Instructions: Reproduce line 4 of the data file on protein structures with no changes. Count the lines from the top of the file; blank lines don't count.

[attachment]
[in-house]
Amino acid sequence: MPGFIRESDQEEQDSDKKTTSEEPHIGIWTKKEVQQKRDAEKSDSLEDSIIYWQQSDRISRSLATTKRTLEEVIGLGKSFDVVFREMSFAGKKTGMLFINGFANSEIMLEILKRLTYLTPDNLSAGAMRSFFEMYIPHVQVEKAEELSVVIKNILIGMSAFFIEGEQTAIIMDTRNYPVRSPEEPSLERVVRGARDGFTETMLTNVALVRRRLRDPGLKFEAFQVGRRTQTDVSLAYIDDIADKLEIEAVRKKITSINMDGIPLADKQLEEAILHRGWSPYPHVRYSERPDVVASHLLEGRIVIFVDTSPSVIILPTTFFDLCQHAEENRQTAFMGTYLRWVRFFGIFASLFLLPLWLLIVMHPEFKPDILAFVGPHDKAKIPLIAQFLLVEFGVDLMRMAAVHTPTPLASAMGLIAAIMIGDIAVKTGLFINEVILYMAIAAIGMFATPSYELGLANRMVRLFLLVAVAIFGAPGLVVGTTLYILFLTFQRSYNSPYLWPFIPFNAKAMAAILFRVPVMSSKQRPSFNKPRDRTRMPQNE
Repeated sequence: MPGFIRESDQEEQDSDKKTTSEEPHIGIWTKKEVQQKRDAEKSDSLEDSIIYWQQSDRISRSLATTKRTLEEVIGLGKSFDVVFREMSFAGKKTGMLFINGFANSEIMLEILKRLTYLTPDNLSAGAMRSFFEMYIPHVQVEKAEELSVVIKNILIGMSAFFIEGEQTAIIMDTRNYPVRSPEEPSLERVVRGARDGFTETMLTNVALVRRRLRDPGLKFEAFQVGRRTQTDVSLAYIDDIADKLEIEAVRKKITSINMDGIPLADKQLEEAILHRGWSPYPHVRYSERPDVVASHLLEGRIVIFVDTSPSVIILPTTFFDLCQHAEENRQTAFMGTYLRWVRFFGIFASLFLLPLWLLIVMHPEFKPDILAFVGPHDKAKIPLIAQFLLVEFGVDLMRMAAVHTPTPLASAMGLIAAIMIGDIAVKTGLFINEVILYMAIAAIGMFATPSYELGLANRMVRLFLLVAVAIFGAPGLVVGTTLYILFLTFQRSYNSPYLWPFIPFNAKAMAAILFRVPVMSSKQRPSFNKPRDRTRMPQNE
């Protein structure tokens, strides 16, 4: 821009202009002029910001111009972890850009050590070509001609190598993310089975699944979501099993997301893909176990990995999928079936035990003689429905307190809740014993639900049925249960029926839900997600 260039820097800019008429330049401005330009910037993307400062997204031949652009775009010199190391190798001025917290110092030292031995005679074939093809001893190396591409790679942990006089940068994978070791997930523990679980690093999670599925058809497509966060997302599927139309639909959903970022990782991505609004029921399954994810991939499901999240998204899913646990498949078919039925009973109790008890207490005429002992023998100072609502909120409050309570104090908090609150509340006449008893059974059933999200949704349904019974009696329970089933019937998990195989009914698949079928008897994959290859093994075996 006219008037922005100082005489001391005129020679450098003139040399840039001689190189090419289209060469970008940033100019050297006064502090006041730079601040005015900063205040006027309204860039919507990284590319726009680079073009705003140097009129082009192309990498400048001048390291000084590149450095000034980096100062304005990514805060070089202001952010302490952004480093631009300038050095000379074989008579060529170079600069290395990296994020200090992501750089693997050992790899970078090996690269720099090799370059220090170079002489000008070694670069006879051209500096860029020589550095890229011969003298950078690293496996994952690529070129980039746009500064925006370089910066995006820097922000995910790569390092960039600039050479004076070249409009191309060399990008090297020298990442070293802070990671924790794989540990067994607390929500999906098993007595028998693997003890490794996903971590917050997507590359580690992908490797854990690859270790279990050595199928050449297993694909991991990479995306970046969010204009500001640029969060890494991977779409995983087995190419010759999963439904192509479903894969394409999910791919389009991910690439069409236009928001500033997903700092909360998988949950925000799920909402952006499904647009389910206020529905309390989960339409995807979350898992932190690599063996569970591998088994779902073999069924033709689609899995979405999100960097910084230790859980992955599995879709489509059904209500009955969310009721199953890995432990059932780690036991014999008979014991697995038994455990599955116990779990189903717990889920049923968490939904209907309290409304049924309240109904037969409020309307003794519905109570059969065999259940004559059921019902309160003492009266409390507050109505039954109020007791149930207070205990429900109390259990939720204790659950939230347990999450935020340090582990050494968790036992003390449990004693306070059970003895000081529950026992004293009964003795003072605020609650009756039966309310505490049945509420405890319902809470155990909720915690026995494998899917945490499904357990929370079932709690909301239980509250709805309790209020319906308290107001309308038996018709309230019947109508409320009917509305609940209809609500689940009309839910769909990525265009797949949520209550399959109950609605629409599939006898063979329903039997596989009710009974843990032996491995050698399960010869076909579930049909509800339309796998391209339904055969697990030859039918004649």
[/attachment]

């Protein structure tokens, strides 16, 4: 821009202009002029910001111009972890850009050590070509001609190598993310089975699944979501099993997301893909176990990995999928079936035990003689429905307190809740014993639900049925249960029926839900997600 260039820097800019008429330049401005330009910037993307400062997204031949652009775009010199190391190798001025917290110092030292031995005679074939093809001893190396591409790679942990006089940068994978070791997930523990679980690093999670599925058809497509966060997302599927139309639909959903970022990782991505609004029921399954994810991939499901999240998204899913646990498949078919039925009973109790008890207490005429002992023998100072609502909120409050309570104090908090609150509340006449008893059974059933999200949704349904019974009696329970089933019937998990195989009914698949079928008897994959290859093994075996 006219008037922005100082005489001391005129020679450098003139040399840039001689190189090419289209060469970008940033100019050297006064502090006041730079601040005015900063205040006027309204860039919507990284590319726009680079073009705003140097009129082009192309990498400048001048390291000084590149450095000034980096100062304005990514805060070089202001952010302490952004480093631009300038050095000379074989008579060529170079600069290395990296994020200090992501750089693997050992790899970078090996690269720099090799370059220090170079002489000008070694670069006879051209500096860029020589550095890229011969003298950078690293496996994952690529070129980039746009500064925006370089910066995006820097922000995910790569390092960039600039050479004076070249409009191309060399990008090297020298990442070293802070990671924790794989540990067994607390929500999906098993007595028998693997003890490794996903971590917050997507590359580690992908490797854990690859270790279990050595199928050449297993694909991991990479995306970046969010204009500001640029969060890494991977779409995983087995190419010759999963439904192509479903894969394409999910791919389009991910690439069409236009928001500033997903700092909360998988949950925000799920909402952006499904647009389910206020529905309390989960339409995807979350898992932190690599063996569970591998088994779902073999069924033709689609899995979405999100960097910084230790859980992955599995879709489509059904209500009955969310009721199953890995432990059932780690036991014999008979014991697995038994455990599955116990779990189903717990889920049923968490939904209907309290409304049924309240109904037969409020309307003794519905109570059969065999259940004559059921019902309160003492009266409390507050109505039954109020007791149930207070205990429900109390259990939720204790659950939230347990999450935020340090582990050494968790036992003390449990004693306070059970003895000081529950026992004293009964003795003072605020609650009756039966309310505490049945509420405890319902809470155990909720915690026995494998899917945490499904357990929370079932709690909301239980509250709805309790209020319906308290107001309308038996018709309230019947109508409320009917509305609940209809609500689940009309839910769909990525265009797949949520209550399959109950609605629409599939006898063979329903039997596989009710009974843990032996491995050698399960010869076909579930049909509800339309796998391209339904055969697990030859039918004649």